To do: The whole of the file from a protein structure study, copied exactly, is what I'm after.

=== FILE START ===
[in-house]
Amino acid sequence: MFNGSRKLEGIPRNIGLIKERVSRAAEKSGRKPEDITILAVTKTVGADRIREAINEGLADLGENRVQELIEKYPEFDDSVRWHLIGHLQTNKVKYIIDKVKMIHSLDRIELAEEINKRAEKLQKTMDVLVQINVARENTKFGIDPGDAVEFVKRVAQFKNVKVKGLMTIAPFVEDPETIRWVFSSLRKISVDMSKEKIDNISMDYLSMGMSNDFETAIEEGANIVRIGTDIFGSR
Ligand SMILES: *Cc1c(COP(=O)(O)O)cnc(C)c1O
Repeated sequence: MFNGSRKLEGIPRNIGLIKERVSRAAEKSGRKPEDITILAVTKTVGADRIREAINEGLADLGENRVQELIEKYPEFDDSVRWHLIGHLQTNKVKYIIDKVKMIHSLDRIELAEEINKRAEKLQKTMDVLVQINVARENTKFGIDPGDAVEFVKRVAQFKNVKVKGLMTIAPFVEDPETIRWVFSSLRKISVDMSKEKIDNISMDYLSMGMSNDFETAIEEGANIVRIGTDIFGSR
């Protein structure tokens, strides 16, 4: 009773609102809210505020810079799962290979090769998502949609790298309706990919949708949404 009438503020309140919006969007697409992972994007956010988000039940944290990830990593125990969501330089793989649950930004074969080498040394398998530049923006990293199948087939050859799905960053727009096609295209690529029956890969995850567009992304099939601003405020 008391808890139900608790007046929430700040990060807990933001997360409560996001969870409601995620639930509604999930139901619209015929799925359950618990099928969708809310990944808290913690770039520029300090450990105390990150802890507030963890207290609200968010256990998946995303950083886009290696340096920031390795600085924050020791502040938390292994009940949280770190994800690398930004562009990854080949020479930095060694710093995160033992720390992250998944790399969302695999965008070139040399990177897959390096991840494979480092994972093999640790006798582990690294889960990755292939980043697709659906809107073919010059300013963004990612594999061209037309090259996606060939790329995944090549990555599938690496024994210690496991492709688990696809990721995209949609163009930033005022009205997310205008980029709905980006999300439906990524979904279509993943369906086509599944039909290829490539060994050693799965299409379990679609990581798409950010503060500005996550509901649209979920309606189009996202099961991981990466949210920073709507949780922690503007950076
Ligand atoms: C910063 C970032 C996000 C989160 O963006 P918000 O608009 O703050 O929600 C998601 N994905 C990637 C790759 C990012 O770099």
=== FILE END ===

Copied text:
[in-house]
Amino acid sequence: MFNGSRKLEGIPRNIGLIKERVSRAAEKSGRKPEDITILAVTKTVGADRIREAINEGLADLGENRVQELIEKYPEFDDSVRWHLIGHLQTNKVKYIIDKVKMIHSLDRIELAEEINKRAEKLQKTMDVLVQINVARENTKFGIDPGDAVEFVKRVAQFKNVKVKGLMTIAPFVEDPETIRWVFSSLRKISVDMSKEKIDNISMDYLSMGMSNDFETAIEEGANIVRIGTDIFGSR
Ligand SMILES: *Cc1c(COP(=O)(O)O)cnc(C)c1O
Repeated sequence: MFNGSRKLEGIPRNIGLIKERVSRAAEKSGRKPEDITILAVTKTVGADRIREAINEGLADLGENRVQELIEKYPEFDDSVRWHLIGHLQTNKVKYIIDKVKMIHSLDRIELAEEINKRAEKLQKTMDVLVQINVARENTKFGIDPGDAVEFVKRVAQFKNVKVKGLMTIAPFVEDPETIRWVFSSLRKISVDMSKEKIDNISMDYLSMGMSNDFETAIEEGANIVRIGTDIFGSR
């Protein structure tokens, strides 16, 4: 009773609102809210505020810079799962290979090769998502949609790298309706990919949708949404 009438503020309140919006969007697409992972994007956010988000039940944290990830990593125990969501330089793989649950930004074969080498040394398998530049923006990293199948087939050859799905960053727009096609295209690529029956890969995850567009992304099939601003405020 008391808890139900608790007046929430700040990060807990933001997360409560996001969870409601995620639930509604999930139901619209015929799925359950618990099928969708809310990944808290913690770039520029300090450990105390990150802890507030963890207290609200968010256990998946995303950083886009290696340096920031390795600085924050020791502040938390292994009940949280770190994800690398930004562009990854080949020479930095060694710093995160033992720390992250998944790399969302695999965008070139040399990177897959390096991840494979480092994972093999640790006798582990690294889960990755292939980043697709659906809107073919010059300013963004990612594999061209037309090259996606060939790329995944090549990555599938690496024994210690496991492709688990696809990721995209949609163009930033005022009205997310205008980029709905980006999300439906990524979904279509993943369906086509599944039909290829490539060994050693799965299409379990679609990581798409950010503060500005996550509901649209979920309606189009996202099961991981990466949210920073709507949780922690503007950076
Ligand atoms: C910063 C970032 C996000 C989160 O963006 P918000 O608009 O703050 O929600 C998601 N994905 C990637 C790759 C990012 O770099």